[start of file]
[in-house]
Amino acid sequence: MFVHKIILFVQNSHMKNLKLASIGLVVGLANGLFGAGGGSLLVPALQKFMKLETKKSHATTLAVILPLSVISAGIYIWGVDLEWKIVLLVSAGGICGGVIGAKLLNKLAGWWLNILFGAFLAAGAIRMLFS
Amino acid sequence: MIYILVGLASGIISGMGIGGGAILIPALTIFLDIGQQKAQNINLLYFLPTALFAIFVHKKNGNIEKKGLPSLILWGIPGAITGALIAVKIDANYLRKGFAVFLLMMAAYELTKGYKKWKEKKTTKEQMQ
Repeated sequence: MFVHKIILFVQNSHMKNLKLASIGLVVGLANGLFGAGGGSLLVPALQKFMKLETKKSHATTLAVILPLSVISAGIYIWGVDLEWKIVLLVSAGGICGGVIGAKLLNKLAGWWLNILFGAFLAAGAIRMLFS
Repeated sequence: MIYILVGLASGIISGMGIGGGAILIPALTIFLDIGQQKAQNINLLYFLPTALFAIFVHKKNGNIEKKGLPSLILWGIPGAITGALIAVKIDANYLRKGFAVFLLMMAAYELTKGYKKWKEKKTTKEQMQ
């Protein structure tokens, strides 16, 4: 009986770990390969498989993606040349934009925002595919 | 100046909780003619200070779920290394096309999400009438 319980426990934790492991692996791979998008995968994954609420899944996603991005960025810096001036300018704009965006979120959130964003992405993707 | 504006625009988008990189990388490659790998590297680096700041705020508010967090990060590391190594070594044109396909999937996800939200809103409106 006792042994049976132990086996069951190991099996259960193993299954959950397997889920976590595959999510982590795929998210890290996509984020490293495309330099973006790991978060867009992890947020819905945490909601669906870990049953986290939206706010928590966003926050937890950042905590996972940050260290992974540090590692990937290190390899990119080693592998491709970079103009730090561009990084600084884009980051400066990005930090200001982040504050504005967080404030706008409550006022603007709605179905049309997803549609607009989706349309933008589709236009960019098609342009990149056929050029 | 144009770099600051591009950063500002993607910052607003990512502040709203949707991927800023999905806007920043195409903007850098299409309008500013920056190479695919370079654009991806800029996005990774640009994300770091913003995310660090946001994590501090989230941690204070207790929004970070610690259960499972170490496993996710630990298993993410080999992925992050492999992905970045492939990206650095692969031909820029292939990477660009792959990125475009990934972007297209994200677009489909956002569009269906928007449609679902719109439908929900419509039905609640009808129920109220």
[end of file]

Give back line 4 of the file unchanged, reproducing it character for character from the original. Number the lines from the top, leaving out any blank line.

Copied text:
Repeated sequence: MFVHKIILFVQNSHMKNLKLASIGLVVGLANGLFGAGGGSLLVPALQKFMKLETKKSHATTLAVILPLSVISAGIYIWGVDLEWKIVLLVSAGGICGGVIGAKLLNKLAGWWLNILFGAFLAAGAIRMLFS